Justice

A Texas Lawmaker’s Bizarre Plan To Secede From The Union One Law At A Time

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Under an unconstitutional proposal by Texas state Rep. Dan Flynn (R), just two people in the state of Texas — the state house speaker and the lieutenant governor — would effectively have the power to suspend any federal law within Texas’s borders, at least temporarily. The legislation creates a 14 member “joint legislative committee on nullification” that is co-chaired by the speaker and lieutenant governor. Half of the dozen remaining members are appointed by one of the committee’s chairs, while the other half are appointed by the other chair (although only eight of the committee’s fourteen total members may belong to the same political party). A bare majority of the committee, eight votes, may temporarily declare that a federal law “has no legal effect in this state.” If that declaration is ratified by the state legislature in the next legislative session, it becomes permanent.

Thus, by stacking the committee with loyalists, Texas’s speaker and lieutenant governor could effectively pick and choose which federal laws they wish to nullify, so long as they can agree with each other about what laws to target. Or, at least, they could do so if this proposal were constitutional.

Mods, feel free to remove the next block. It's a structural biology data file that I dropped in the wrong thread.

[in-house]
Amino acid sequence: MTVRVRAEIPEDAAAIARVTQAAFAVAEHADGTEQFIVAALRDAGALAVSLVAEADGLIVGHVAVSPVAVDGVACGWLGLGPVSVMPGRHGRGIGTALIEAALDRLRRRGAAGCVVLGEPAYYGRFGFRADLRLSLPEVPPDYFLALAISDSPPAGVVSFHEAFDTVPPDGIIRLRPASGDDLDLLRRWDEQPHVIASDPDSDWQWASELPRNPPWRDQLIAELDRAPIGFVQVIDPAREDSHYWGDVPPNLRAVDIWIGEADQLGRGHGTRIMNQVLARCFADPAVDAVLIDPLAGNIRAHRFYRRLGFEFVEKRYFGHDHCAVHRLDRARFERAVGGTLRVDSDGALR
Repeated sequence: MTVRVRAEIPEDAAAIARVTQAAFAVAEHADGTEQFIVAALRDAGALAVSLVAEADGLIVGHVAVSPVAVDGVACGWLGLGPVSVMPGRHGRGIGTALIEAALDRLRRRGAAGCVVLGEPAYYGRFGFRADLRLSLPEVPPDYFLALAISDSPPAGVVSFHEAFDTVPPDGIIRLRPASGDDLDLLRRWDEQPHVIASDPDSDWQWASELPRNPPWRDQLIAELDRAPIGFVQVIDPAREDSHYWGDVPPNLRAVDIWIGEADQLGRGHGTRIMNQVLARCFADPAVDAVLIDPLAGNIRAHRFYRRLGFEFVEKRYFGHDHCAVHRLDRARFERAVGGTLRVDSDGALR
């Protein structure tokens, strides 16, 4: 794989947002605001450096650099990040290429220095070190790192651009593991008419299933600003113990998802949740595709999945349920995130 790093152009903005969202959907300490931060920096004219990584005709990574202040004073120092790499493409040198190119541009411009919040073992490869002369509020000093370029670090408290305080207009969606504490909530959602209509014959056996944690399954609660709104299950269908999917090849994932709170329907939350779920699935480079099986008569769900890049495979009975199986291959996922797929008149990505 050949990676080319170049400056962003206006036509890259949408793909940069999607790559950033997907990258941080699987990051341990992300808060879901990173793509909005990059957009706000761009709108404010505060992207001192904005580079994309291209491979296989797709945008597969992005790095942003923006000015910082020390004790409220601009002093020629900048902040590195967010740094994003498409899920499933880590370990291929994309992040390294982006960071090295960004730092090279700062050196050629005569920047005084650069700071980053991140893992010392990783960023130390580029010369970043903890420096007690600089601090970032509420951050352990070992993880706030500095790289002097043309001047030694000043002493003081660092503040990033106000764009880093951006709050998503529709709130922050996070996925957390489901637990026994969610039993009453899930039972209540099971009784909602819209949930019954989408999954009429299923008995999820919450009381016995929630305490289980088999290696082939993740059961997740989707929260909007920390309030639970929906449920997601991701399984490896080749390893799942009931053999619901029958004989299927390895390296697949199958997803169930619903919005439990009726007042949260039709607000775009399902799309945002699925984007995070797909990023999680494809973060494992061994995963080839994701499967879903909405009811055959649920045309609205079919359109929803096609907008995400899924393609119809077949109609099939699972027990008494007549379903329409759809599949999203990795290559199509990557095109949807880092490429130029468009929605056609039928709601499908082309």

Rep. Flynn’s proposal is rooted in an unconstitutional theory known as “nullification,” which claims that a state can unilaterally declare a federal law unconstitutional and thus void within the state’s borders. The Constitution, however, explicitly provides that duly enacted federal laws “shall be the supreme law of the land; and the judges in every state shall be bound thereby, anything in the constitution or laws of any state to the contrary notwithstanding.” Thus, federal law is “supreme” over state law, and state laws that conflict with federal law — or which seek to openly defy federal law — are preempted by the federal government’s legislation.

Proponents of nullification seek to get around this fact by arguing that state lawmakers aren’t simply invalidating the law they do not wish to follow, they are also declaring it unconstitutional. But the Constitution does not give state lawmakers the power to issue binding pronouncements on whether federal laws are constitutional. To the contrary, the Constitution provides that “[t]he judicial power of the United States, shall be vested in one Supreme Court, and in such inferior courts as the Congress may from time to time ordain and establish.” If a federal law actually is unconstitutional, then the proper legal course is to file a lawsuit seeking to strike the law down. As James Madison warned early in American history, nullification would “speedily put an end to the Union itself” because it would render each obligation a state’s citizens owe to the union as a whole optional. In effect, nullification is a way to secede from the union one law at a time.

Flynn’s bill containing his proposal was only filed earlier this month, so it remains to be seen whether it will gain steam in the legislature. There is, however, at least some signs that a grand proposal for nullification will be taken seriously in Texas — in 2011, Texas Gov. Rick Perry (R) signed a law purporting to nullify a 2007 law signed by President George W. Bush that gradually phases out older, less energy efficient light bulbs.